President Trump has made it clear that he thinks drug prices are too high and that the pharmaceutical industry, as he put it at a news conference this month, is “getting away with murder.”
He joins a host of lawmakers and others who have excoriated drug makers in recent years for high-priced drugs that are out of the reach of many Americans. On Monday, Sean Spicer, Mr. Trump’s press secretary, reaffirmed that the issue would be a priority.
One of Mr. Trump’s proposals — to force drug makers to bid for the right to sell their products to Medicare beneficiaries — has repeatedly failed to attract enough support in Congress, especially among his fellow Republicans.
“Pharma has a lot of lobbyists and a lot of power, and there is very little bidding,” Mr. Trump said at the news conference this month, in comments that briefly sent pharmaceutical stocks tumbling. “We’re the largest buyer of drugs in the world, and yet we don’t bid properly, and we’re going to save billions of dollars.”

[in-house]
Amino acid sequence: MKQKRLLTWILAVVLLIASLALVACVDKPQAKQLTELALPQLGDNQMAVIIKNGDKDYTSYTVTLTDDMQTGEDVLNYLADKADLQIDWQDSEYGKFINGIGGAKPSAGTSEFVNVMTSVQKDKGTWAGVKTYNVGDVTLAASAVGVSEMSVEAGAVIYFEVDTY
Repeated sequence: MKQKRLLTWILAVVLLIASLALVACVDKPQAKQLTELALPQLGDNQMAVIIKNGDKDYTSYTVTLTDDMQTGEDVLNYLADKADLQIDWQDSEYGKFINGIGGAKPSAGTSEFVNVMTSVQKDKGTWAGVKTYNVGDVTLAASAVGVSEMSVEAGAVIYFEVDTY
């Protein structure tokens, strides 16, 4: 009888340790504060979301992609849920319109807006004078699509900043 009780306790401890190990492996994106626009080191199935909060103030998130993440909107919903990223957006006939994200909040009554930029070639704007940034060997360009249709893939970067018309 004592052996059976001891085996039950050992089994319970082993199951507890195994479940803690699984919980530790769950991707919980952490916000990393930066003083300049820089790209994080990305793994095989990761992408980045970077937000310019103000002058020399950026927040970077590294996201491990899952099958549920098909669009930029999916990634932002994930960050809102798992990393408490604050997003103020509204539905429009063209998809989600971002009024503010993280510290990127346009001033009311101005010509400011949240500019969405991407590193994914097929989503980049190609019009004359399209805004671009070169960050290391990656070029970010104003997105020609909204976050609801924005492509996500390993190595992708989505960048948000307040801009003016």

Polls show that the public is in favor of doing away with a legislative provision that prohibits the federal government from negotiating directly with pharmaceutical companies for drugs that are paid for by Medicare, the government health care program for people who are over 65 or have disabilities.
Removing that prohibition is a favorite cause of liberal politicians like Senator Bernie Sanders of Vermont, but it has been opposed by the pharmaceutical industry and Republicans, including Representative Tom Price of Georgia, the nominee for secretary of health and human services.
Mr. Price declined to say at a confirmation hearing last Wednesday whether he supported Mr. Trump’s position, and Democratic senators are likely to question him again on the issue when he appears before the Senate Finance Committee for another hearing on Tuesday.